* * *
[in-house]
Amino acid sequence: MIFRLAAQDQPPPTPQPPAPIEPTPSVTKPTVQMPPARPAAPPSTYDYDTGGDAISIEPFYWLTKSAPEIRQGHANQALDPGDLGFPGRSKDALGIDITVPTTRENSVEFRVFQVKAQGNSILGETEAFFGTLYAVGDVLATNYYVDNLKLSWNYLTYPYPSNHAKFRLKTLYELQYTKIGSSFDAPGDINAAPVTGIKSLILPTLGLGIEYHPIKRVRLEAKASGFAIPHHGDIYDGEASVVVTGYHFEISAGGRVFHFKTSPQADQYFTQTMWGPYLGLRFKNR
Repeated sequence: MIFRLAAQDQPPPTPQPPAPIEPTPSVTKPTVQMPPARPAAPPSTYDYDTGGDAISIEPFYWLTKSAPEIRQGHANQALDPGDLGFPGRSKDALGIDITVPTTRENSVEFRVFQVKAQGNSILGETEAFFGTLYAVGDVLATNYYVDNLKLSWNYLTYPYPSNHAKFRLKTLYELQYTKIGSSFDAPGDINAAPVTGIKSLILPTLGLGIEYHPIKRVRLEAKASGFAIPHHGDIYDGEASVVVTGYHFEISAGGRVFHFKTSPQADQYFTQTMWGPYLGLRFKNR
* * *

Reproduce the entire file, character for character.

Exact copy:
[in-house]
Amino acid sequence: MIFRLAAQDQPPPTPQPPAPIEPTPSVTKPTVQMPPARPAAPPSTYDYDTGGDAISIEPFYWLTKSAPEIRQGHANQALDPGDLGFPGRSKDALGIDITVPTTRENSVEFRVFQVKAQGNSILGETEAFFGTLYAVGDVLATNYYVDNLKLSWNYLTYPYPSNHAKFRLKTLYELQYTKIGSSFDAPGDINAAPVTGIKSLILPTLGLGIEYHPIKRVRLEAKASGFAIPHHGDIYDGEASVVVTGYHFEISAGGRVFHFKTSPQADQYFTQTMWGPYLGLRFKNR
Repeated sequence: MIFRLAAQDQPPPTPQPPAPIEPTPSVTKPTVQMPPARPAAPPSTYDYDTGGDAISIEPFYWLTKSAPEIRQGHANQALDPGDLGFPGRSKDALGIDITVPTTRENSVEFRVFQVKAQGNSILGETEAFFGTLYAVGDVLATNYYVDNLKLSWNYLTYPYPSNHAKFRLKTLYELQYTKIGSSFDAPGDINAAPVTGIKSLILPTLGLGIEYHPIKRVRLEAKASGFAIPHHGDIYDGEASVVVTGYHFEISAGGRVFHFKTSPQADQYFTQTMWGPYLGLRFKNR